The Texas Center for Working-Class Studies, housed at Collin College, a two-year institution serving Collin County, is pleased to announce a one-day Working-Class Studies conference for interested scholars and students. The conference will consist of panels in a range of disciplines and on a variety of issues related to social class and labor issues, both historical and contemporary. The keynote speaker will be noted scholar Barbara Jensen, author ofReading Classes: On Culture and Classism in America. Jensen, also a licensed community and counseling psychologist, has been examining and teaching about working-class cultures and classism for over thirty years.

Shaping Identity in Ezra Pound's Poetry

updated: 
Monday, September 23, 2019 - 11:43am
Jeff Grieneisen / Northeast Modern Language Association
deadline for submissions: 
Monday, September 30, 2019

This panel explores the relationship between Ezra Pound's poetry and the cultures and people—real, created, and re-created—that he uses to inhabit that poetry. From his early work, such as we find in A Lume Spento and Personae, and the culmination of his life's work in The Cantos, Pound shapes and shares many identities with the ultimate goal of pursuing truth and beauty. Panel papers might also explore Pound's use of numerous foreign languages in shaping and sharing these identities.

From the Margins to the Center: Reevaluating “Tradition” in English Studies

updated: 
Friday, September 20, 2019 - 4:34pm
University of Texas San Antonio Graduate English Organization
deadline for submissions: 
Wednesday, November 20, 2019

From the Margins to the Center: Reevaluating “Tradition” in English Studies

Graduate Student Symposium ft. keynote by Ariana Brown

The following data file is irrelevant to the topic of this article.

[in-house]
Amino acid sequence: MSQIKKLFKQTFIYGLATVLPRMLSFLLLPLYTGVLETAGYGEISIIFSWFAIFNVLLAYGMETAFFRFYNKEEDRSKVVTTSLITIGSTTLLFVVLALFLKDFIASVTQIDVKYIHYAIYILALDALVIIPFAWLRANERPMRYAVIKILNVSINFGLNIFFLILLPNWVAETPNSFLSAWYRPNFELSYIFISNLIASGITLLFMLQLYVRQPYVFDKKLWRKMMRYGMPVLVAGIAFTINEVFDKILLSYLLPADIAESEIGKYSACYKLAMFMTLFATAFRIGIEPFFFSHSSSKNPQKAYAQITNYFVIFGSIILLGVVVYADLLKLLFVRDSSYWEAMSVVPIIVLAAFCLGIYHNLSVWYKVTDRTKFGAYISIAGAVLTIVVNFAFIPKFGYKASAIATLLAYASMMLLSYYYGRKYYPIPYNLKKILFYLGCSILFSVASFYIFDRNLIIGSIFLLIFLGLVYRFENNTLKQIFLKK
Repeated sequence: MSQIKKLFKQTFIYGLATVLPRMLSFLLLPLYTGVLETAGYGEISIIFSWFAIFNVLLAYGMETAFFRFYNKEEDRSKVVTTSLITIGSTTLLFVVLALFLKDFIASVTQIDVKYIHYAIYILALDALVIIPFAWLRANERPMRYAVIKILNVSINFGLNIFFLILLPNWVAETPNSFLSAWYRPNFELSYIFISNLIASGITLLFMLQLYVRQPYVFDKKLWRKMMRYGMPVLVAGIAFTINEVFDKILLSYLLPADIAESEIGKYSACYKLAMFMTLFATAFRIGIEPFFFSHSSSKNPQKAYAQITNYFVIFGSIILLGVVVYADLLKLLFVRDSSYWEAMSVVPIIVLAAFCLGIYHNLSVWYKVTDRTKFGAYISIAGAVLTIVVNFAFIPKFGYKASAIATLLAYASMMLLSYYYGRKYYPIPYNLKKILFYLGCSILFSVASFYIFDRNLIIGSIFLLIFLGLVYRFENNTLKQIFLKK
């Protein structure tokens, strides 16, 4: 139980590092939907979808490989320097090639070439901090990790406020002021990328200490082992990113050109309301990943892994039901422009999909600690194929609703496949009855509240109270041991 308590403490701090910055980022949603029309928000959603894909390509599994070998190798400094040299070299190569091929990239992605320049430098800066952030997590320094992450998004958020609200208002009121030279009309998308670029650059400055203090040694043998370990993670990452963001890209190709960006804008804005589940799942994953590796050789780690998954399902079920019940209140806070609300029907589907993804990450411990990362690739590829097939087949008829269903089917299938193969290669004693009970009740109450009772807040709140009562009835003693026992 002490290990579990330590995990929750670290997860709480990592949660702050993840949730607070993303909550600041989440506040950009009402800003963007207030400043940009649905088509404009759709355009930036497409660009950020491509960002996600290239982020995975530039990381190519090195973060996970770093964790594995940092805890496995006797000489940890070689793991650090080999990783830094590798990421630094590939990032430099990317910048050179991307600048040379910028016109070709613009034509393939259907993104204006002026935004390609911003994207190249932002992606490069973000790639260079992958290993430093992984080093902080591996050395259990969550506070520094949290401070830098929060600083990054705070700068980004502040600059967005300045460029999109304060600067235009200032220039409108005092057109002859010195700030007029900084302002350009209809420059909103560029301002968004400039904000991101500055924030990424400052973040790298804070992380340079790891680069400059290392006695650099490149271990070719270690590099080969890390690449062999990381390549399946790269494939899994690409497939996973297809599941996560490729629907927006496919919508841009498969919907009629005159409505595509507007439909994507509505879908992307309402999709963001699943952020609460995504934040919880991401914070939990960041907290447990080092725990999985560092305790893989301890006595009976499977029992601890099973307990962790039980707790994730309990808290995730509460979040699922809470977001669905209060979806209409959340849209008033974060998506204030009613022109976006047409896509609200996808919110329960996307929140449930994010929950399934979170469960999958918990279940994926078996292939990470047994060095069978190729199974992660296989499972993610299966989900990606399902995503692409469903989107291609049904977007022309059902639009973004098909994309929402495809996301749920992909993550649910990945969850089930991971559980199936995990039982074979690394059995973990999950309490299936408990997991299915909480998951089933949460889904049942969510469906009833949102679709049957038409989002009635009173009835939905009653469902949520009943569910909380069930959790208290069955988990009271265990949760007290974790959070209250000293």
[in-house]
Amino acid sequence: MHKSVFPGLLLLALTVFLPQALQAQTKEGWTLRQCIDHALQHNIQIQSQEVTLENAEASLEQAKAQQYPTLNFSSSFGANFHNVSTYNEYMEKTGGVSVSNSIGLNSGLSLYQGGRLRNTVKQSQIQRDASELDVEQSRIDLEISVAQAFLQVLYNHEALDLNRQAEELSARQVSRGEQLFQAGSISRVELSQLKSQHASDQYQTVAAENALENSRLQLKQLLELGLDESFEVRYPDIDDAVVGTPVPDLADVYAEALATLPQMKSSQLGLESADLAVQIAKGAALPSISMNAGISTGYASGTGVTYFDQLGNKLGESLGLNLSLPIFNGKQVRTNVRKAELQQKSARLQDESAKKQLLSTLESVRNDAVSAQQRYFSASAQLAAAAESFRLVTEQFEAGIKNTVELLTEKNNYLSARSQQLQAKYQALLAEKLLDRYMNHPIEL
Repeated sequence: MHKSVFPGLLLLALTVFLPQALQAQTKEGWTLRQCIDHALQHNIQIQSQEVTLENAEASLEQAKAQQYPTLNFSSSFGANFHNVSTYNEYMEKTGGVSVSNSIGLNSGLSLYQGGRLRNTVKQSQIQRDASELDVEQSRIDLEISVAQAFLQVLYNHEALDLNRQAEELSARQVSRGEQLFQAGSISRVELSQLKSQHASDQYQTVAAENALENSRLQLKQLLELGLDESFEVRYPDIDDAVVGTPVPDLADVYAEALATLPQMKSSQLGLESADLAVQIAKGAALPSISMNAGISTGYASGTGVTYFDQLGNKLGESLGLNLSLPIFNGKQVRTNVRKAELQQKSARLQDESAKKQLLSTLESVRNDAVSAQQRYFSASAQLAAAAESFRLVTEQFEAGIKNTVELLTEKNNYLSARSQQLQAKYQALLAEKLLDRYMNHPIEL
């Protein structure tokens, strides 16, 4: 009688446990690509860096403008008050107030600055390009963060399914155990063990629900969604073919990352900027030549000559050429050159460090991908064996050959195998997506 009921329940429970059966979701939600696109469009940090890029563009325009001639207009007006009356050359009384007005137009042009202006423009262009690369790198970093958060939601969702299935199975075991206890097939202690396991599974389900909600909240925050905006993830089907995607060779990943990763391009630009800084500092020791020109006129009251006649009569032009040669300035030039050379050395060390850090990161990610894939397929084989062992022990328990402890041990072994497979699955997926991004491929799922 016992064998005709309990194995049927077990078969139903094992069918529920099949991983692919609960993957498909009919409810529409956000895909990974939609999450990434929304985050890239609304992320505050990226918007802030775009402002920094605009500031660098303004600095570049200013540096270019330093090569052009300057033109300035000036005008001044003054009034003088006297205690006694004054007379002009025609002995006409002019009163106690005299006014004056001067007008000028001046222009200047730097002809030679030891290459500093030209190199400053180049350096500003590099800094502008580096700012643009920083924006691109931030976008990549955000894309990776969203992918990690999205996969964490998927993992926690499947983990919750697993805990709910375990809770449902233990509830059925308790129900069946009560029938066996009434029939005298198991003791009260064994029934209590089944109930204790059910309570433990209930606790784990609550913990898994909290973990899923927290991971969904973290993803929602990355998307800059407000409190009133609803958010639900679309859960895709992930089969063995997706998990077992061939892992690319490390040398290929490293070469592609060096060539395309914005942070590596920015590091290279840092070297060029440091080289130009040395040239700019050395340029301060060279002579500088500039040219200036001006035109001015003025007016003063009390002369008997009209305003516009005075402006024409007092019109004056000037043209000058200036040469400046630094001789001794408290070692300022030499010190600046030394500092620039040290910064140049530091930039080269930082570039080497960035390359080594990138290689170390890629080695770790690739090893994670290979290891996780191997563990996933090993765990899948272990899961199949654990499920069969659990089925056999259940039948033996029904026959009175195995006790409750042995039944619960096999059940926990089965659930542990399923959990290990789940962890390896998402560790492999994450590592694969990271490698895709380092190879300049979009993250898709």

February 22, 2020

University of Texas at San Antonio

 

“Enslaved Black folk couldn’t lift shackled feet,

so instead they shuffled

& invented the cumbia—

& you can’t tell me there aren’t many ways to survive,

to remember the dead,

to make a freedom where there isn’t one.”

Excerpt from Ariana Brown, “Cumbia,” published in the Acentos Review, 2019

Ubu: Grotesquery in Political Theory (ACLA Chicago)

updated: 
Monday, September 23, 2019 - 11:41am
Brendan McGillicuddy (University of Minnesota, Twin Cities)
deadline for submissions: 
Sunday, September 22, 2019

Michel Foucault opened his 1974 seminars at the Collège de France - published as "Abnormal" - with a series of comments that link his theory of “governmentality” to the aesthetic category of the grotesque.

Marx in the American Grain

updated: 
Monday, September 23, 2019 - 11:21am
Nineteenth-Century Prose
deadline for submissions: 
Friday, November 1, 2019

Nineteenth-Century Proseis publishing a special edition in the spring of 2020 to be titled “Marx in the American Grain.” Submissions should engage Karl Marx and/or Marxist theory as it applies to the American project writ large. Essays from across the disciplines that focus on the long nineteenth century (1840-1920) in nonfiction prose and cultural studies (including history, politics, economics, history of ideas, etc.)  are welcome. Send 500 word abstracts and basic bio to dmadsion.furrh@csupueblo.edu

The deadline for submissions is November 1 2019.